Smart irrigation strategies: A glimpse into thriving communities 

Using smart irrigation to make communities more livable is not something that’s happening just in the United States.
Communities are taking advantage of smart irrigation strategies to provide amenities for their citizens.
The Irrigation Association, Fairfax, Virginia, is highlighting the value of smart irrigation through Smart Irrigation Month this July. The initiative was created to promote the social, economic and environmental benefits of efficient irrigation technologies, products and services in landscape, turf and agricultural irrigation. This year’s theme, “What’s the value of smart irrigation?” allows the IA to tell the irrigation industry’s story about how smart irrigation products, technologies and practices are having a positive and beneficial impact on our lives and communities. Smart Irrigation Month is sponsored by HydroPoint.

Scissortail Park, a cornerstone of horticulture and a thriving public space in the heart of Oklahoma City, is not just an oasis for humans; it’s also a haven for flora and fauna thanks to its innovative smart irrigation strategies. It provides a glimpse into how communities are leveraging their green spaces that serve the people that live and work in the area. Using smart irrigation to make communities more livable is not something that’s happening just in the United States, either, according to Doug Loftus, associate marketing program manager at Rain Bird. Loftus says that parks and stadiums from Doha, Qatar, to Tuscon, Arizona, are taking advantage of the benefits of smart irrigation to make their communities thrive. 

How smart irrigation can be the foundation of a livable community 

Lance Swearingen, director of horticulture and grounds at Scissortail Park in Oklahoma City, Oklahoma, says the park’s unique approach to landscape management intertwines smart irrigation strategies that support the original intention of the park.  

“The area that the park was built on was formerly an industrial area south of the core of our downtown area,” says Swearingen. “Part of the rehabilitation of downtown through the MAPS project — which is a penny sales tax — built the park. Part of that was to renovate downtown, bring people back downtown and connect the downtown core to the Oklahoma City river shore. At the bottom of our lower park, we have the Oklahoma River, so the park really is a connection.” 

The park spans 70 acres with two main areas, an upper park and a lower park, each with two unique irrigation solutions.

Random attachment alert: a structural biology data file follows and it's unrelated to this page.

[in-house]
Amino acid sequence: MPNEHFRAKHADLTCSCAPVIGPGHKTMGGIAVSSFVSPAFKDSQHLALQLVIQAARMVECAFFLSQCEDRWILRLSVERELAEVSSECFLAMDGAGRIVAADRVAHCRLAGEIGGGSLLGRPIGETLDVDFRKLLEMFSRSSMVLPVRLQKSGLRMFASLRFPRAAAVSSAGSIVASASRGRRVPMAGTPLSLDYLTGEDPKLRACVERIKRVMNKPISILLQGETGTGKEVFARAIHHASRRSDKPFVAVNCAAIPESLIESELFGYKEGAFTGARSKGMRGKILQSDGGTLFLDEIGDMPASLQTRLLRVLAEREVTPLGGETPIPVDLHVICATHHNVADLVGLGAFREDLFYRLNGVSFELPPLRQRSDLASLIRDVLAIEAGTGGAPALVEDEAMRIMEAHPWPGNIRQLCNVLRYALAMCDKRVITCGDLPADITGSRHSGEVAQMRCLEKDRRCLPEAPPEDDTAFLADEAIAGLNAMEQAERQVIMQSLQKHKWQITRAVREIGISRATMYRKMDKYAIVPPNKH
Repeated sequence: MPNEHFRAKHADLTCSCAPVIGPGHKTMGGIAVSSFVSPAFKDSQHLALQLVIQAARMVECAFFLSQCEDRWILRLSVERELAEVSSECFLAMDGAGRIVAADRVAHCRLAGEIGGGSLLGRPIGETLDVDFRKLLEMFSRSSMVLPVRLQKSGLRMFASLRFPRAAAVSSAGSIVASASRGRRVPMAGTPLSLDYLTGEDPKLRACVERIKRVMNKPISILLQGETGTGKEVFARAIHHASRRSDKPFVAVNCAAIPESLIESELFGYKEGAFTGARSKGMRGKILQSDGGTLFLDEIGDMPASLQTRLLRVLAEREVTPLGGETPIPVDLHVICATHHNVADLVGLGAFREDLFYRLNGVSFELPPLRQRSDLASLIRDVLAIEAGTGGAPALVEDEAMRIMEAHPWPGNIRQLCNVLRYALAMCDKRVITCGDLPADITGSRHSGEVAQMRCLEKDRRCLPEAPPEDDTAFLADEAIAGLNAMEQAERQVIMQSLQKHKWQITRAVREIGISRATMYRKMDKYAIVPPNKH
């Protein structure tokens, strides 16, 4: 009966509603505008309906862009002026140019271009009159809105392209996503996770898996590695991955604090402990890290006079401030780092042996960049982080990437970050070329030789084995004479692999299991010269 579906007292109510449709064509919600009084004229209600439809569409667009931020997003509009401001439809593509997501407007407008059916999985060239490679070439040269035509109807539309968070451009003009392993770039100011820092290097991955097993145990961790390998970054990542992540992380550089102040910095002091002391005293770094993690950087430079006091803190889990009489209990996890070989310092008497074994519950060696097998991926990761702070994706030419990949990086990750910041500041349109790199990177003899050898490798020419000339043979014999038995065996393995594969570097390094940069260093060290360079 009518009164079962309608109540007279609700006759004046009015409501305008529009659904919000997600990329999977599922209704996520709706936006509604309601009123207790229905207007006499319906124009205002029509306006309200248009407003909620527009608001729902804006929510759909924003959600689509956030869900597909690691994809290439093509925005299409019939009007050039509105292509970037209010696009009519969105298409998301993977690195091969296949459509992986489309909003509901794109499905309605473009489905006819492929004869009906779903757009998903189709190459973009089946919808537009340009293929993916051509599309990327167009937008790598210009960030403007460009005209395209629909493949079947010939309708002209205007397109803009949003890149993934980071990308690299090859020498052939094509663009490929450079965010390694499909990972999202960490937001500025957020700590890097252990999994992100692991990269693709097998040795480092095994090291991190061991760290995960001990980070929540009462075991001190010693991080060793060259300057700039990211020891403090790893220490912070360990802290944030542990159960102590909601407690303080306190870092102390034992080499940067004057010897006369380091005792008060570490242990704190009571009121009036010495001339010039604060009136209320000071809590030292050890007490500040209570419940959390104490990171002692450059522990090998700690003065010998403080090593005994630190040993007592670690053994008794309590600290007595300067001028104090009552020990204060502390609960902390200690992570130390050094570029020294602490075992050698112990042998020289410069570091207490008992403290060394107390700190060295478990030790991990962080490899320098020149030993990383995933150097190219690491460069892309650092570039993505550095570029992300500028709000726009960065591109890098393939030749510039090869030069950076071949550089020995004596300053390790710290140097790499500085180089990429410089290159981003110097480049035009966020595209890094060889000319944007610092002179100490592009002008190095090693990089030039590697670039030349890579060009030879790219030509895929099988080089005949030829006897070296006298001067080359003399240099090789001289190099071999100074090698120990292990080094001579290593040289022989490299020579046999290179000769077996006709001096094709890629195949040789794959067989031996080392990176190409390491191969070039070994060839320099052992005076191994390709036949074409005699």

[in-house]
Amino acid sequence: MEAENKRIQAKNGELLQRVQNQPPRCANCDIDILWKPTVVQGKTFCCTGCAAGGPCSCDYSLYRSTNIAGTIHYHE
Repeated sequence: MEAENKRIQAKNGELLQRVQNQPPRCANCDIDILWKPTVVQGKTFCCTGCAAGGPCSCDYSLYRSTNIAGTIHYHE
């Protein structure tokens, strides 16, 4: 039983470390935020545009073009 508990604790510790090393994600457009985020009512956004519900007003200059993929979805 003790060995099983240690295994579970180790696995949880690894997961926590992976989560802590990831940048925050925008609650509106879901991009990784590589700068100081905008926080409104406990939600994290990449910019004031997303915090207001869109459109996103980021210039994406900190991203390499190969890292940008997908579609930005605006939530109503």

“We have a large lagoon, I think it’s around six acres that are fed by the aquifer, and then we irrigate out of it for all 36 acres of the upper park,” Swearingen says. “The lower park is connected to city water.” 

The turf section, spanning about 25 acres, has a more common cultivar of Bermuda grass in the lower park, while the upper park hosts a different cultivar of Bermuda. The cultivar in the upper park grows more laterally rather than vertically, reducing the need for frequent mowing and contributing to the park’s conservation efforts. 

When it comes to the controller itself, the systems are both managed by a smart controller that allows for a great deal of flexibility and time savings since adjustments can be made from a desk or smartphone. Swearingen says this flexibility can really make a difference considering the intricacies of managing a space like Scissortail Park.  

Swearingen highlights the park’s challenge in managing irrigation around various events and the high foot traffic the park experiences. The need to avoid wet lawns during events calls for a meticulous strategy in managing the irrigation of the turf areas. Damages to irrigation infrastructure are frequent, with irrigation heads needing regular replacement. 

“We have golf carts driving on grounds, we have contractors that are on grounds and we regularly get damaged heads that are on corners of walkways that we have to regularly manage,” he says. 

The allure of smart irrigation isn’t just limited to local sites like Scissortail Park. With the right application and execution, its impact can extend to a global scale, says Loftus. This is exemplified in how smart irrigation technologies are adopted in some of the world’s most visible sites, similar to how local parks are transforming their landscapes. 

Scissortail Park’s irrigation strategy extends beyond the water that comes out of its sprinkler heads. It hosts a complex network of French drains and aquatic gardens designed to filter surface water back into the lake, effectively reusing it. The park’s network of bioswales and under-drains serve as practical implementations of its water conservation efforts. 

Swearingen emphasizes the park’s mission of creating a downtown habitat, restoring ecosystems and promoting green practices. This commitment to sustainability and community rejuvenation is exemplified by the park’s irrigation system and conscious efforts to conserve and reuse water. 

“Water conservation’s a big deal at the park,” he says. “Part of our mission is to create a habitat downtown, bring back wildlife, bring back the ecosystem and create an urban forest. We can’t have beautiful gardens and public gardens without a great irrigation system. That really is the foundation of a good public garden. So it’s good to be able to be a part of that and help make the city a better place.” 

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The Dept. of the Interior launched a water recycling program that will incentivize projects at a larger scale, with no cap on project size.
The deadline for student and educator applications for the Fairfax, Virginia-based Irrigation Association’s 2023 E3 program is Sept. 20.
The deadline for student and educator applications for the Fairfax, Virginia-based Irrigation Association’s 2023 E3 program is Sept. 20.

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